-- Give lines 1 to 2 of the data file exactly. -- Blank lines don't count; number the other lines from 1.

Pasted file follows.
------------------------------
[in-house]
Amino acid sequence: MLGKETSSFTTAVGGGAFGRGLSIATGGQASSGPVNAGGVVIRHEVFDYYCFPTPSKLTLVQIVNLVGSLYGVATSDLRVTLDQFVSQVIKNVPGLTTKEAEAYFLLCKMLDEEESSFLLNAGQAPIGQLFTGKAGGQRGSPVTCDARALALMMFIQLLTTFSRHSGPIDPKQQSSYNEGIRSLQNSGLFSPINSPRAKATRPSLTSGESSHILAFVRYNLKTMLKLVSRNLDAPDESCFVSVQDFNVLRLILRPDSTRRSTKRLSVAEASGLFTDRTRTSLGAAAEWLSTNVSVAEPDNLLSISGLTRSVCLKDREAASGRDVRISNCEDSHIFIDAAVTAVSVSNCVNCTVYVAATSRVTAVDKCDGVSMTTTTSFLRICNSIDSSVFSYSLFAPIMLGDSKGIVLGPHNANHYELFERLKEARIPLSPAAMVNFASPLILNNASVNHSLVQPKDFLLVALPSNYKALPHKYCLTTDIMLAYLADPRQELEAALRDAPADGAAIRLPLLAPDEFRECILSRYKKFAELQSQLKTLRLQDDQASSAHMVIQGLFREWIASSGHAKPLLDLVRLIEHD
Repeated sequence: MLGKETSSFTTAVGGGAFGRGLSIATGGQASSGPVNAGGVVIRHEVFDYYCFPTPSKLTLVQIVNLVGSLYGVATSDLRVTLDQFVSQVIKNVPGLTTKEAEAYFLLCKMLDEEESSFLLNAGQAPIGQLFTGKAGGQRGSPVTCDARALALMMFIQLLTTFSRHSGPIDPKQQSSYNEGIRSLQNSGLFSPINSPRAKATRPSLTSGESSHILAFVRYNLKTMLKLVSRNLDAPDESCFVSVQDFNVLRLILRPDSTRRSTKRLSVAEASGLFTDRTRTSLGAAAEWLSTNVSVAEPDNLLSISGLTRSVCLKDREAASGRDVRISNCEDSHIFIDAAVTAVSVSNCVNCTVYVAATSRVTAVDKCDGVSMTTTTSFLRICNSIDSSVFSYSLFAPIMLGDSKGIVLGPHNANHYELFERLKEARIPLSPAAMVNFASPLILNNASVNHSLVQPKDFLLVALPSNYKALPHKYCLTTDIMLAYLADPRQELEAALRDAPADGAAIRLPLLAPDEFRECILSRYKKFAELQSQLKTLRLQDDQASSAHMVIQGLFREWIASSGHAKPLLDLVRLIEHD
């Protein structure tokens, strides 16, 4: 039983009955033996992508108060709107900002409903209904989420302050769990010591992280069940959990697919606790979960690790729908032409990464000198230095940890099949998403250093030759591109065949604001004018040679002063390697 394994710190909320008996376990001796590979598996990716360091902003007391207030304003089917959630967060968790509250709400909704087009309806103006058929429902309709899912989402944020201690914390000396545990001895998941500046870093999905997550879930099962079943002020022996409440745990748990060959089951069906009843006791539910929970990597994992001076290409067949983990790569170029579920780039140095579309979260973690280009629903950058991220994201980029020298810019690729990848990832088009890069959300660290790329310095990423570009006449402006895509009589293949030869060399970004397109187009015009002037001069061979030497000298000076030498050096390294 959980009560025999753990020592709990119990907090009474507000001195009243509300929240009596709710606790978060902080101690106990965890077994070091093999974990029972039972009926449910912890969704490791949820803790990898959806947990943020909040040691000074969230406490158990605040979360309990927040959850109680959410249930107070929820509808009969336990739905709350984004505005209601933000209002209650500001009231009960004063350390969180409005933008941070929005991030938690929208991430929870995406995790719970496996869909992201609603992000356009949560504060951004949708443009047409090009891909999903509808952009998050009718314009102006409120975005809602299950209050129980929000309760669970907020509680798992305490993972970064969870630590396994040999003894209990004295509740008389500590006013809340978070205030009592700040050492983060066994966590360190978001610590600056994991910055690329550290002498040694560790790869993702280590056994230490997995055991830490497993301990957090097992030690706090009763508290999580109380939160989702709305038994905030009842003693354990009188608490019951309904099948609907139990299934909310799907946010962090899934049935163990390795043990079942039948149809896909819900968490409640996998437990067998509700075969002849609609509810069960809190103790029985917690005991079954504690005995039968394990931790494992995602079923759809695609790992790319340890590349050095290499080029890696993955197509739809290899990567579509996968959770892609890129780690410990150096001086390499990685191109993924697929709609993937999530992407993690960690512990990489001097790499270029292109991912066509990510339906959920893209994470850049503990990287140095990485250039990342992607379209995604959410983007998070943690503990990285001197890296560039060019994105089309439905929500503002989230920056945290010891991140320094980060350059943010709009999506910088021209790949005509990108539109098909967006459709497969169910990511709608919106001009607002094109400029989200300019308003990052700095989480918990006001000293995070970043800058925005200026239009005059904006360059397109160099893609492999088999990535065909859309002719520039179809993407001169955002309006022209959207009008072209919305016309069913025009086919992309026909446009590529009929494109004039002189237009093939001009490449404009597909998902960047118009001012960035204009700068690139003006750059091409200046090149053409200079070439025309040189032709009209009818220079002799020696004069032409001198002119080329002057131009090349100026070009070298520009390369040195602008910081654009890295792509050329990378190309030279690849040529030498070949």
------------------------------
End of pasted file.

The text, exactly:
[in-house]
Amino acid sequence: MLGKETSSFTTAVGGGAFGRGLSIATGGQASSGPVNAGGVVIRHEVFDYYCFPTPSKLTLVQIVNLVGSLYGVATSDLRVTLDQFVSQVIKNVPGLTTKEAEAYFLLCKMLDEEESSFLLNAGQAPIGQLFTGKAGGQRGSPVTCDARALALMMFIQLLTTFSRHSGPIDPKQQSSYNEGIRSLQNSGLFSPINSPRAKATRPSLTSGESSHILAFVRYNLKTMLKLVSRNLDAPDESCFVSVQDFNVLRLILRPDSTRRSTKRLSVAEASGLFTDRTRTSLGAAAEWLSTNVSVAEPDNLLSISGLTRSVCLKDREAASGRDVRISNCEDSHIFIDAAVTAVSVSNCVNCTVYVAATSRVTAVDKCDGVSMTTTTSFLRICNSIDSSVFSYSLFAPIMLGDSKGIVLGPHNANHYELFERLKEARIPLSPAAMVNFASPLILNNASVNHSLVQPKDFLLVALPSNYKALPHKYCLTTDIMLAYLADPRQELEAALRDAPADGAAIRLPLLAPDEFRECILSRYKKFAELQSQLKTLRLQDDQASSAHMVIQGLFREWIASSGHAKPLLDLVRLIEHD